Book review: Truth to Power

Truth to Power: My Three Years Inside Eskom

André de Ruyter


Review: Karen Watkins

As a white male Andre de Ruyter fought to become Eskom’s 11th CEO since 2007.

In December 2019 he took over the reins of “the largest organised crime syndicate in South Africa”, according to freelance forensic investigator, Ben Theron.

He soon realised that aside from Eskom’s poorly maintained 14 coal power stations, an eroded skills base and state capture, there was corruption on a staggering scale. The parade of Louis Vuitton bags and fancy cars heading for the exit of Megawatt Park at 3.30pm was proof of what many were doing with hot, illicit cash.

But this is old news. In this book, De Ruyter, 55, describes in detail the reasons for our continued load shedding.

His writing may come across as arrogant but look beyond that, to the 104 cases lodged by Eskom with the police and only 12 prosecutions; of R150 billion he raised in concessional financing while “delinquent” municipalities are not paying their bills and people like suspended Tutuka power station manager, Jabulani Mavimbela, being paid a “big salary for doing nothing”.

De Ruyter does give credit to some trusted sources about good quality coal being exported from Mozambique and Richards Bay for R6 318 per tonne due to the Ukrainian war.

Regarding fuel oil, Tutuka power plant manager, Sello Mametja, led to uncovering a fuel oil syndicate that saved Eskom R100 million per month. Also at Tutuka, in 2017 and 2018, 15 000 MWh of generation capacity was lost due to purchasing parts from emerging suppliers that drives the country’s local content policy instead of from the original overseas manufacturer. At Kriel power station, De Ruyter found kneepads retailing for R150 a pair purchased for R80 000. And a mop ordered at R238 000, a purchase that was averted in time.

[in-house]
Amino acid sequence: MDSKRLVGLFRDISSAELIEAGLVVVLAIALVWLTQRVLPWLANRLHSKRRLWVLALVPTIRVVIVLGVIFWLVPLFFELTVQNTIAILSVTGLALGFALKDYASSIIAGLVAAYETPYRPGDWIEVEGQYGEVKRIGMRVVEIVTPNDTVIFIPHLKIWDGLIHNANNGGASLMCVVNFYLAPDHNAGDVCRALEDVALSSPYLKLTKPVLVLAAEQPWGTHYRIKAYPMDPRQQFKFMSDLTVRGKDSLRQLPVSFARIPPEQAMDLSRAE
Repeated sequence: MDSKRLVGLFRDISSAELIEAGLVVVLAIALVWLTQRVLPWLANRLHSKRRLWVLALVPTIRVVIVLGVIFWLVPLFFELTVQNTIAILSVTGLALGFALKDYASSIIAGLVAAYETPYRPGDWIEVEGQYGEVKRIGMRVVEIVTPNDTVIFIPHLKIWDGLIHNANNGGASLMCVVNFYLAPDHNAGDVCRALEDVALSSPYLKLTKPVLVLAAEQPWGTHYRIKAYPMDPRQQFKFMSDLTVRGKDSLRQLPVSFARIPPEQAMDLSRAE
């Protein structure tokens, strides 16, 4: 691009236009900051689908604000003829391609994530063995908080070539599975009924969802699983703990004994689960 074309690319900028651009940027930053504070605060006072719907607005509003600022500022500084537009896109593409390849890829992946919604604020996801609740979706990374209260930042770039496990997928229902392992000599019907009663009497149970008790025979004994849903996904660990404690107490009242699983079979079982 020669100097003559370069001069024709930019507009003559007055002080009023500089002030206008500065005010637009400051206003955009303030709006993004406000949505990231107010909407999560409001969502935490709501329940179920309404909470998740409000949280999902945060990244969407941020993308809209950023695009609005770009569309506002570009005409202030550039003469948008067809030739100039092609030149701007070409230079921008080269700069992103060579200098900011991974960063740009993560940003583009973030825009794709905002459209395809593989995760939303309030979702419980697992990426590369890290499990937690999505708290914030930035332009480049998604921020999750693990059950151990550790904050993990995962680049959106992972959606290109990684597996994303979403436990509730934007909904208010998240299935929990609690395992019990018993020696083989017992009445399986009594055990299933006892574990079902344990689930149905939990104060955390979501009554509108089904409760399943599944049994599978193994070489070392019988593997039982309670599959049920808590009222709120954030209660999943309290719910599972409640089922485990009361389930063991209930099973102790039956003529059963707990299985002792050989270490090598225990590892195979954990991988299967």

By the end of De Ruyter’s second year, bullet proof vests and bodyguards became part of daily life. After a power pylon was sabotaged, De Ruyter took steps to establish a privately funded intelligence gathering operation. This exposed five criminal cartels feeding off Eskom.

In December, De Ruyter almost died after drinking cyanide-laced coffee. The previous day he had tendered his resignation. In February, he made serious allegations about fraud and corruption involving top politicians. Soon afterwards he skipped the country and his whereabouts are unknown.

This book provided me with much food for thought. I ask myself what next? Politicians are in power for five years. Maintenance of sewers, water, infrastructure and power are not as sexy as a billion rand sponsorship of a British football club or a R22 million flag. And who cares if South Africa is the 12th biggest carbon emitter in the world. It’s the next politician’s problem.

Overall this is a thoroughly good read and highly recommended.